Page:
The 15/16" solid bore, for at least 15 years, had been my favorite nozzle. It's is now second to the Vindicator Heavy Attack nozzle.

    They bore & the Vindicator both work well on the same ball shutoff.

    Leave a comment:


  • Chief Reason
    Guest replied
    Mongo:
    What do you know about me and a fence? All's I will say is that it was at a barn fire and involves a sow and a fence. I'll come back to your questions, but first I want to address comments made by MG.
    MG: You said that you don't believe in the "funky-looking contraption". What's so funky-looking? Ever seen a foam nozzle, commonly referred to as a donkey-di**? Now, that is funky looking! You also said that the Vindicator made you curious, interested and skeptical. If someone came up to me and said "We want to take these battery cables and hook them up to your genitals; it will be fun", I would be curious, interested and skeptical! When Kirk puts on a demonstration, YOU are an active participant. After you have had the pleasure of using one, you either buy one or you don't. There shouldn't be any skepticism. It's not going to shrink if it gets wet. It won't unravel or develop any bad habits. It will squirt alot of water a long ways. You get to use it and abuse it with Kirk's blessing. Now, there is some discussion about what type of hose he uses. Doesn't matter. Kirk made my department aware of a laminating problem that we might never have found had he not brought it to our attention. He is not just a salesman; he's an educator. MG, I'm not trying to be a smart aleck. I am telling you to get your hands on one, give it a good goin' over and decide for yourself. You aren't going to find your answer on this website; the truth is out THERE!
    Mongo; on your question about a claypipe. When I got on the department 20 years ago, the guys on at the time referred to these 2-1/2" nozzles that had an adjustable head, ball valve and rubber handles on each side as "claypipes". I assume it is because when you would disconnect them from the hose and look down them, they looked like red clay inside. That's what I have called them ever since. You are as wise a man as I know; is there such a thing? I don't want to look stupid. Your question about water delivery of smooth bore vs. vindicator. That is a tough one, because, as you know, flow and reach varies depending on size of tip. Vindicator is a low pressure/high volume nozzle. At 100 psi, you might get a tight pattern on a 1-1/8" tip, but not much reach. Plus, your pattern begins to break up at approximately 150 feet. We did a side-by-side comparison of a straight tip vs. vindicator. Everything was same-same, but we played with the tips of the straight bore. The vindicator was affected less by the wind that was blowing that night. The pattern remained tight and reach was from Buldoc's to the road(over 200 feet). Not very scientific, I know, but we didn't measure that night. There has been alot of talk about apples to apples comparison. I don't know that it's possible unless you are comparing two vindicators. I like combos for the adjustable pattern. I like straight bores for "big water". I like the vindicator for its intense and immediate knock down capabilities. It gives my firefighters extraordinary confidence. Plus, this nozzle bugs the crap out of a neighboring chief to the west. You got to like that, Mongo.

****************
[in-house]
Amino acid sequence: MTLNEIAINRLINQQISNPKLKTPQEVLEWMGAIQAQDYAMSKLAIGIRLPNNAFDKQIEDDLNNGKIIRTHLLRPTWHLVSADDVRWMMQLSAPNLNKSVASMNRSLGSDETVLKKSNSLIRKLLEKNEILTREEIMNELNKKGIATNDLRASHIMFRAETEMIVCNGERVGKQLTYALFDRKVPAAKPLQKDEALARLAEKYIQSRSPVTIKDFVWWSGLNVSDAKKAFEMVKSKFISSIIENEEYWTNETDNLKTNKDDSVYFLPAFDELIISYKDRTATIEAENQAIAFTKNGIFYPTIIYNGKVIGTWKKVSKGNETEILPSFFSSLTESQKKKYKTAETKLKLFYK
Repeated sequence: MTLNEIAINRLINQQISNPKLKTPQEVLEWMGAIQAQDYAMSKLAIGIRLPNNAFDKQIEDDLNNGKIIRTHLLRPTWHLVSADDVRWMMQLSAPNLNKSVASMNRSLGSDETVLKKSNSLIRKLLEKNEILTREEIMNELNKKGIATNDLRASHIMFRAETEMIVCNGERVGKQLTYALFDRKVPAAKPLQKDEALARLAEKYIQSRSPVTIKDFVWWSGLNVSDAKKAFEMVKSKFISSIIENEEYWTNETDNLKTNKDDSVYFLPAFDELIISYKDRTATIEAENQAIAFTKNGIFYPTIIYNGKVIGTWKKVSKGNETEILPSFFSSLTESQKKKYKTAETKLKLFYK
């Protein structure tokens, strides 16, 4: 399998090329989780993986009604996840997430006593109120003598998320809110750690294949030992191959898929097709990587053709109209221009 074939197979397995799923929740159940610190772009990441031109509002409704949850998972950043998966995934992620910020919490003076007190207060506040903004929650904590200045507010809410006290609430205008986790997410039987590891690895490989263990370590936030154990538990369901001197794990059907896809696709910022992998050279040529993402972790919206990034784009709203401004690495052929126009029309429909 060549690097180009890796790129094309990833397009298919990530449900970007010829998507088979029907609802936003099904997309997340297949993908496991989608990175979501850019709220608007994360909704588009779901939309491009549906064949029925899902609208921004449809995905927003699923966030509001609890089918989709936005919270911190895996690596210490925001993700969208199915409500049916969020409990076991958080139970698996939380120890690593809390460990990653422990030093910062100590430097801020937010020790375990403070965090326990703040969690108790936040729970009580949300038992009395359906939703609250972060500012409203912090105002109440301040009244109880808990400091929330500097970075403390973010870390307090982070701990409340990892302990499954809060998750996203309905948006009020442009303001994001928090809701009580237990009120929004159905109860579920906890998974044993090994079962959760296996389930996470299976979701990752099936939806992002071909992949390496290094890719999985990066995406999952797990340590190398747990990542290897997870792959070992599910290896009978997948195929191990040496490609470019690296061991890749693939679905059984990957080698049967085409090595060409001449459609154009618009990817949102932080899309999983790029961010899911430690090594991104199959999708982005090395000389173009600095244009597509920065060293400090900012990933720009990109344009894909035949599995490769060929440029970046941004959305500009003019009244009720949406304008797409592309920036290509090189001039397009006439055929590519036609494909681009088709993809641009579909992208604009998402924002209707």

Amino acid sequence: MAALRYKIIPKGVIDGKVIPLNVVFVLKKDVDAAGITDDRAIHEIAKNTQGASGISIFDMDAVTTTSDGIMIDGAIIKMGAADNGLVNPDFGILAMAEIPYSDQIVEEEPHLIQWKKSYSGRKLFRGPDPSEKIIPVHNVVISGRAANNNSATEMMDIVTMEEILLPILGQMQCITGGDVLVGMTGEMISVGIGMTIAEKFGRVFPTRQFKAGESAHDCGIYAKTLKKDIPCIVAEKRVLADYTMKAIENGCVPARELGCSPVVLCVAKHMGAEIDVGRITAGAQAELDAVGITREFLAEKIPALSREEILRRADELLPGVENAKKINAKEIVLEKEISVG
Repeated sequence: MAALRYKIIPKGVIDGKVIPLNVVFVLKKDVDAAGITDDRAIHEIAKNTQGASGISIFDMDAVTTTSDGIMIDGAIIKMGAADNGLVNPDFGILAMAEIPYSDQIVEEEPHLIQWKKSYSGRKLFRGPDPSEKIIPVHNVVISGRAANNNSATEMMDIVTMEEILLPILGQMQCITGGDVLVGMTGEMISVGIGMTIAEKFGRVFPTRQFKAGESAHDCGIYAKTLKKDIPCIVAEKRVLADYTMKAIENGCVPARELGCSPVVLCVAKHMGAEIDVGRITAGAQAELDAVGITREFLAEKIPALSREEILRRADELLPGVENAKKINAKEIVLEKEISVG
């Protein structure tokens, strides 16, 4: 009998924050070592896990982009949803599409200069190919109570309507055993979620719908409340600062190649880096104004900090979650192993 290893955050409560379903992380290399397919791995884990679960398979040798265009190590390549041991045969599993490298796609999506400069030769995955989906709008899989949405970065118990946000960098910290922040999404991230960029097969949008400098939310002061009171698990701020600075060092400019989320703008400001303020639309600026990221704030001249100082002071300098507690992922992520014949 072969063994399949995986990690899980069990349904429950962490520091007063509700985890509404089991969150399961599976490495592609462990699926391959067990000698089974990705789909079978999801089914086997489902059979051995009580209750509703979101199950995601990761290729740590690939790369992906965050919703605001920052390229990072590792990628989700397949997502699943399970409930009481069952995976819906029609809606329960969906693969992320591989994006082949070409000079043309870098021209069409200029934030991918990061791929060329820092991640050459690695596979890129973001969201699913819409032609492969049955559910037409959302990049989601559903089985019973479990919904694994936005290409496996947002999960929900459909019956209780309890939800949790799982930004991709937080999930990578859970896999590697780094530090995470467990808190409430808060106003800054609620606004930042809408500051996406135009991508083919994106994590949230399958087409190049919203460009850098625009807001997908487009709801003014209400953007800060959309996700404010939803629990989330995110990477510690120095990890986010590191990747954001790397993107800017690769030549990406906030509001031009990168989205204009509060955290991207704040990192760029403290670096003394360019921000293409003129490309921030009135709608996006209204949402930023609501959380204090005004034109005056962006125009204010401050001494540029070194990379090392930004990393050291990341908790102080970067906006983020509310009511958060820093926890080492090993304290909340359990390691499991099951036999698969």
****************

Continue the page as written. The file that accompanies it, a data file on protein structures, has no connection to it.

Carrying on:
Our neighbors to the south bought a 2-1/2" vindicator for their deck gun and had to buy their village a new stop sign. They set up at the hydrant at the opposite end of the block and hit the stop sign at the other end of the block and twisted the sign around on its post. Absolutely true. I can tell you that we just got a brand new digital flow meter and in the past where have used Pitot, we will be flow testing nozzles and hoses in June. Send me your email at [email protected] and I will get you the results. Well, you ask the question Kirk keeps asking. Personal protection has been and always will be numero uno. Bunkers, SCBAs, passports, communication equipment eats alot of the money. We are sitting pretty good, but I let the guys on our equipment committee recommend the purchases.
    When you saw how quick the Feds snatched the 10 million for administration, it kinda makes me glad that they didn't give us the whole 5 billion at once. Greed, man, is a terrible thing. I wonder if any professional organizations got some to "help" departments write a grant? Anyway, Mongo, I wish that I was more technically in tune for you, but Kirk is much better at describing the technical aspects of his "funky-looking" nozzle. But, as I said, we will be flowing this summer and for those of you who wonder about the durability of this nozzle: our's flew out of the mattydale onto the roadway. We filed off the rough edge, smacked it once with a rubber mallet and it works like a champ. Again, it worked for us. Some results may vary. Void where prohibited. Employees and their relatives are not eligible.
    Th-Th-That's all folks.
    Chief Reason

    Leave a comment:


  • LHS*
    Guest replied
    Just call that make of 1 3/4" 2", you'd get the same performance with the other guys hose if you bought 2". I bet if I labeled my 2 1/2" hose 1 3/4" it would flow more too!

    Leave a comment:


  • M G
    Guest replied
    I am fairly certain he uses Ponn Conquest (which the hose Ponn [snap-tite] markets as 1 3/4 coincidentally is truly measured at bigger than 1 3/4"). Now I am not making an accusation or anything like that. Also Capt. Cook from Granbury Tx did a good test on the Conquest hose and was gracious enough to share with us, perhaps he would share with others if he sees this. Im sorry but I still dont believe in this funky looking contraption. It has me curious and interested but im very skeptical.

    ------------------
    The information presented herein is simply my opinion and does not represent the opinion or view of my employer(s) or any department/agency to which I belong.

    Leave a comment: